Late last week, the U.S. Supreme Court issued a decision that will significantly impact the way employers defend claims of age discrimination in the workplace and make it more difficult for employees to prevail on claims brought under the Age Discrimination in Employment Act (“ADEA”).

In a 5-4 decision issued in Gross v. FBL Financial Services, Inc. ("Gross"), the Supreme Court held that the ADEA does not allow “mixed-motive” claims of age discrimination. This means that ADEA plaintiffs will now have to prove that age was the “but-for” or deciding factor in the adverse employment action at issue rather than simply one of many factors.


In an employment discrimination case, the ultimate burden of proof is on the plaintiff to show that he or she was a victim of discrimination. In the 1989 Price Waterhouse v. Hopkins ("Price Waterhouse") case, the Supreme Court established a framework for establishing a "mixed-motive" case under Title VII of the Civil Rights Act of 1964 ("Title VII"). If a plaintiff could show direct evidence that an employer used an illegitimate factor to make an adverse employment action, then an employer, to avoid liability, would need to show that it would have taken the same employment action regardless of the illegitimate factor.

In 1991, Congress amended Title VII to allow, expressly, "mixed-motive" discrimination claims. Notably, Congress did not make similar changes to the ADEA. This fact proved to be important in the Gross majority opinion.

The Decision in Gross Rejects Mixed-Motive

In Gross, an employee sued his employer under the ADEA, stating that he had been demoted because of his age. The employer countered that its decision to change the employee's job responsibilities was based in part on nondiscriminatory considerations, including its decision to undergo corporate restructuring. Following trial, the district court instructed the jury to find that age discrimination had occurred if it determined that age played any part in the employee's demotion. The jury returned a verdict for the plaintiff.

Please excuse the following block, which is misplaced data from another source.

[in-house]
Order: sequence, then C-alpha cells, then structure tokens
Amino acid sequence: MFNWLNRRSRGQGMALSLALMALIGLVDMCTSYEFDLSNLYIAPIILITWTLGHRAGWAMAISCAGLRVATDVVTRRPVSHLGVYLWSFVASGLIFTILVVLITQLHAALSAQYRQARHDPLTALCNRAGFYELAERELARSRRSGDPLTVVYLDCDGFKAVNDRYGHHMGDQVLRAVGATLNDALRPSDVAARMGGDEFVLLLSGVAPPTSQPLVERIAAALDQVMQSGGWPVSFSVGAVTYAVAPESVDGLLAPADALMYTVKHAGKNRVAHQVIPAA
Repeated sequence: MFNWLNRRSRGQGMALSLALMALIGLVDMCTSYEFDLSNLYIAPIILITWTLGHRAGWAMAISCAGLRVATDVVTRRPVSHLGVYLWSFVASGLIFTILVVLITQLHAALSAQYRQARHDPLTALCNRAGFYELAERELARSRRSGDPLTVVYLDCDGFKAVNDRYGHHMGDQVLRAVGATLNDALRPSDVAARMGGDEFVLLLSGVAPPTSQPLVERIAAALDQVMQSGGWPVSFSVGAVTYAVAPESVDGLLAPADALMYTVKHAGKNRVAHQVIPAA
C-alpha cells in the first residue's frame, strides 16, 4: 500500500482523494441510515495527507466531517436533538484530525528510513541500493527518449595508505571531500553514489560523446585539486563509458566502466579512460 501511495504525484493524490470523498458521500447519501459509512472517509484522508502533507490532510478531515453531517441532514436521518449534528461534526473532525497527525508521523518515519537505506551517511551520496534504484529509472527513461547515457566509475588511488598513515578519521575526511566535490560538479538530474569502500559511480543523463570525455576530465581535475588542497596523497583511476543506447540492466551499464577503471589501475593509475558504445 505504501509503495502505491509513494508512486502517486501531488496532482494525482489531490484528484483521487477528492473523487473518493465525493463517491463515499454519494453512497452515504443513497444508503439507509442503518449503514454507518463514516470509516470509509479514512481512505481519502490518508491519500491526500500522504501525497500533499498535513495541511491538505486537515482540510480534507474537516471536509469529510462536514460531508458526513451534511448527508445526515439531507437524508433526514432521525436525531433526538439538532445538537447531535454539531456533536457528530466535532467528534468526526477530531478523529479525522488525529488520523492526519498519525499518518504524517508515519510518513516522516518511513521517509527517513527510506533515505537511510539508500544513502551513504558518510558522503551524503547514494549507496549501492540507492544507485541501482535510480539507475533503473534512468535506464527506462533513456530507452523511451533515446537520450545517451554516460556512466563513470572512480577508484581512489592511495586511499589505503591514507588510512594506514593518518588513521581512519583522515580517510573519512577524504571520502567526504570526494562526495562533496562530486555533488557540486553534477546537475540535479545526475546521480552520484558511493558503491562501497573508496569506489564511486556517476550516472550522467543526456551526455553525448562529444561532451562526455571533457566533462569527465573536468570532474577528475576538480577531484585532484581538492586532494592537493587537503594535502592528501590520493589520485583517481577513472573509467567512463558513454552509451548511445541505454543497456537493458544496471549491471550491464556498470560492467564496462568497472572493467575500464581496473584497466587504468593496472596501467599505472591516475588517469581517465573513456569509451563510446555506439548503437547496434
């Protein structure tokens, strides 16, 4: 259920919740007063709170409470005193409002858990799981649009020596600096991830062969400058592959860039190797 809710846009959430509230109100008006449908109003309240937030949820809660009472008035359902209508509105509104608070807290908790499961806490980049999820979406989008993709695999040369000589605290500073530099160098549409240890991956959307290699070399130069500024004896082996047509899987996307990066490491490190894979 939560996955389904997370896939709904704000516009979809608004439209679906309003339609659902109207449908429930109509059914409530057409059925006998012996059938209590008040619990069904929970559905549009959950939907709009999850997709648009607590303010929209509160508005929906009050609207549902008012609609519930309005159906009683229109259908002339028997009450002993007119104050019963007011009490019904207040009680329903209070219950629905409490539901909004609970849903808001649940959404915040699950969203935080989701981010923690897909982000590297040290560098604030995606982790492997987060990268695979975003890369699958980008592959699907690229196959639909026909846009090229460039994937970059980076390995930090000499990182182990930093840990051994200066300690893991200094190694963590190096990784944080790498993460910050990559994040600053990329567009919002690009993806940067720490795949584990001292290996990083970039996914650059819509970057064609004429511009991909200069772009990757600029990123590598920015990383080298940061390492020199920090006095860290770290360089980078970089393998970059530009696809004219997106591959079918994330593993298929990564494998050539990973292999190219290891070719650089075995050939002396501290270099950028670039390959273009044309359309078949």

On appeal, the Eighth Circuit held that the jury instructions were flawed because the mixed-motive instruction did not make clear that the plaintiff needed to proffer direct evidence of discrimination before the burden of persuasion shifted to the defendant. The issue presented to the Supreme Court was whether an ADEA plaintiff must present direct evidence of age discrimination in order to obtain a mixed-motive jury instruction. The Supreme Court held that such an instruction was never proper because the ADEA does not allow for a mixed-motive claims.

The holding reflects an arguable departure from prior Supreme Court jurisprudence, which had interpreted the ADEA in accordance with Title VII because of the similar statutory language and policy considerations underlying the two acts. In its decision, the Court highlights the fact that Title VII was amended expressly to authorize claims where discriminatory animus is a motivating factor with respect to an adverse action taken against an employee. The ADEA, on the other hand, was not similarly amended. Further, the Court reasoned that text of the statute – which renders unlawful employment actions taken “because of” an individual’s age – implies that age must be the “but-for” reason for the action, not simply a reason among others.

Implications of Gross for Employers

  • Gross effectively eliminates mixed-motive cases under the ADEA, meaning that employees must show that age was the main or decisive reason for the adverse action taken against them.
  • The decision is thus good news for employers as it renders it more difficult for employees to succeed on ADEA claims.
  • However, since Gross only affects age discrimination claims under federal law, it still may be possible for employees to bring mixed-motive claims under state law.

Finally, Congress may act in response to Gross by amending the ADEA to include mixed-motive claims. Although there are no bills currently pending to address this issue, many labor and employment law experts believe that the Democratically-controlled Congress will respond swiftly as recently happened in reaction to the “Lilly Ledbetter” pay discrimination case discussed in a previous E-lert.